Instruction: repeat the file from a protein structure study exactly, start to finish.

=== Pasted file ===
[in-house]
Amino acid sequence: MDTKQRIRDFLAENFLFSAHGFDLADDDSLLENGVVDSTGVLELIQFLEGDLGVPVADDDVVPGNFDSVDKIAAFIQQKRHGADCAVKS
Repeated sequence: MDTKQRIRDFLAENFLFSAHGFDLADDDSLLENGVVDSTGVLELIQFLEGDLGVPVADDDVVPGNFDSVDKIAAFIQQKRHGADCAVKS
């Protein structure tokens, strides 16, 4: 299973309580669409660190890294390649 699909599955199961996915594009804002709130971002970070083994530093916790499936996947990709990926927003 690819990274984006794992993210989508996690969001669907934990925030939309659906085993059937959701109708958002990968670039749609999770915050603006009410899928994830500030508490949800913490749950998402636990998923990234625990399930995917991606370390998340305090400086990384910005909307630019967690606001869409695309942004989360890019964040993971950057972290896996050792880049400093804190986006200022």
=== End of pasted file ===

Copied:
[in-house]
Amino acid sequence: MDTKQRIRDFLAENFLFSAHGFDLADDDSLLENGVVDSTGVLELIQFLEGDLGVPVADDDVVPGNFDSVDKIAAFIQQKRHGADCAVKS
Repeated sequence: MDTKQRIRDFLAENFLFSAHGFDLADDDSLLENGVVDSTGVLELIQFLEGDLGVPVADDDVVPGNFDSVDKIAAFIQQKRHGADCAVKS
């Protein structure tokens, strides 16, 4: 299973309580669409660190890294390649 699909599955199961996915594009804002709130971002970070083994530093916790499936996947990709990926927003 690819990274984006794992993210989508996690969001669907934990925030939309659906085993059937959701109708958002990968670039749609999770915050603006009410899928994830500030508490949800913490749950998402636990998923990234625990399930995917991606370390998340305090400086990384910005909307630019967690606001869409695309942004989360890019964040993971950057972290896996050792880049400093804190986006200022």